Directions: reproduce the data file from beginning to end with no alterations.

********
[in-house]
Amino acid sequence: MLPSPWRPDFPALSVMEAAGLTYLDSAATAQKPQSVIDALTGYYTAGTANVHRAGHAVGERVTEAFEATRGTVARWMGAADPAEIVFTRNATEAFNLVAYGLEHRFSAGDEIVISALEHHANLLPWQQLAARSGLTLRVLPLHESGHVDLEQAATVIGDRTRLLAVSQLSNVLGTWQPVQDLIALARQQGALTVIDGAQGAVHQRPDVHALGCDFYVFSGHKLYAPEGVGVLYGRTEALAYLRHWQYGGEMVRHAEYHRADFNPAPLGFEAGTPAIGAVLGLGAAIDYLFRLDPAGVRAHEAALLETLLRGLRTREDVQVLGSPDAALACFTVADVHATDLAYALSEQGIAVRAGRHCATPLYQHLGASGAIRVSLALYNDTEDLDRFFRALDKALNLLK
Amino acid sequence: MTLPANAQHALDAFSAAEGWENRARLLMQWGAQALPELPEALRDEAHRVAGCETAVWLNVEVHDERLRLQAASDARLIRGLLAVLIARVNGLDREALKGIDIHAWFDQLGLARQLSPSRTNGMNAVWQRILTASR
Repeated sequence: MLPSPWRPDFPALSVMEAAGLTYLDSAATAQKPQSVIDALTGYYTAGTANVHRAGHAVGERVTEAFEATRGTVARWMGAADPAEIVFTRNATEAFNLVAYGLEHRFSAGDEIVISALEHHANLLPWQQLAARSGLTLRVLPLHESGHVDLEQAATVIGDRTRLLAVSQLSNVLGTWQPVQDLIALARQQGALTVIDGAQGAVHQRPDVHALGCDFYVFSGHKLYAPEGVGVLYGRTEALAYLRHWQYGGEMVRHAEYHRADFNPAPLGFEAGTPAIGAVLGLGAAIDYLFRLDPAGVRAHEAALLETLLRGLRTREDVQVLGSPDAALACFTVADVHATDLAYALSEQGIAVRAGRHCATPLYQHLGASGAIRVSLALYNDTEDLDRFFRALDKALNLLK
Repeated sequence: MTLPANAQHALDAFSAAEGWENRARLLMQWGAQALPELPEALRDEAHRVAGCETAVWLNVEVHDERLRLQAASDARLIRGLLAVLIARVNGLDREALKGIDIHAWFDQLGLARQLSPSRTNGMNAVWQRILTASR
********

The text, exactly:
[in-house]
Amino acid sequence: MLPSPWRPDFPALSVMEAAGLTYLDSAATAQKPQSVIDALTGYYTAGTANVHRAGHAVGERVTEAFEATRGTVARWMGAADPAEIVFTRNATEAFNLVAYGLEHRFSAGDEIVISALEHHANLLPWQQLAARSGLTLRVLPLHESGHVDLEQAATVIGDRTRLLAVSQLSNVLGTWQPVQDLIALARQQGALTVIDGAQGAVHQRPDVHALGCDFYVFSGHKLYAPEGVGVLYGRTEALAYLRHWQYGGEMVRHAEYHRADFNPAPLGFEAGTPAIGAVLGLGAAIDYLFRLDPAGVRAHEAALLETLLRGLRTREDVQVLGSPDAALACFTVADVHATDLAYALSEQGIAVRAGRHCATPLYQHLGASGAIRVSLALYNDTEDLDRFFRALDKALNLLK
Amino acid sequence: MTLPANAQHALDAFSAAEGWENRARLLMQWGAQALPELPEALRDEAHRVAGCETAVWLNVEVHDERLRLQAASDARLIRGLLAVLIARVNGLDREALKGIDIHAWFDQLGLARQLSPSRTNGMNAVWQRILTASR
Repeated sequence: MLPSPWRPDFPALSVMEAAGLTYLDSAATAQKPQSVIDALTGYYTAGTANVHRAGHAVGERVTEAFEATRGTVARWMGAADPAEIVFTRNATEAFNLVAYGLEHRFSAGDEIVISALEHHANLLPWQQLAARSGLTLRVLPLHESGHVDLEQAATVIGDRTRLLAVSQLSNVLGTWQPVQDLIALARQQGALTVIDGAQGAVHQRPDVHALGCDFYVFSGHKLYAPEGVGVLYGRTEALAYLRHWQYGGEMVRHAEYHRADFNPAPLGFEAGTPAIGAVLGLGAAIDYLFRLDPAGVRAHEAALLETLLRGLRTREDVQVLGSPDAALACFTVADVHATDLAYALSEQGIAVRAGRHCATPLYQHLGASGAIRVSLALYNDTEDLDRFFRALDKALNLLK
Repeated sequence: MTLPANAQHALDAFSAAEGWENRARLLMQWGAQALPELPEALRDEAHRVAGCETAVWLNVEVHDERLRLQAASDARLIRGLLAVLIARVNGLDREALKGIDIHAWFDQLGLARQLSPSRTNGMNAVWQRILTASR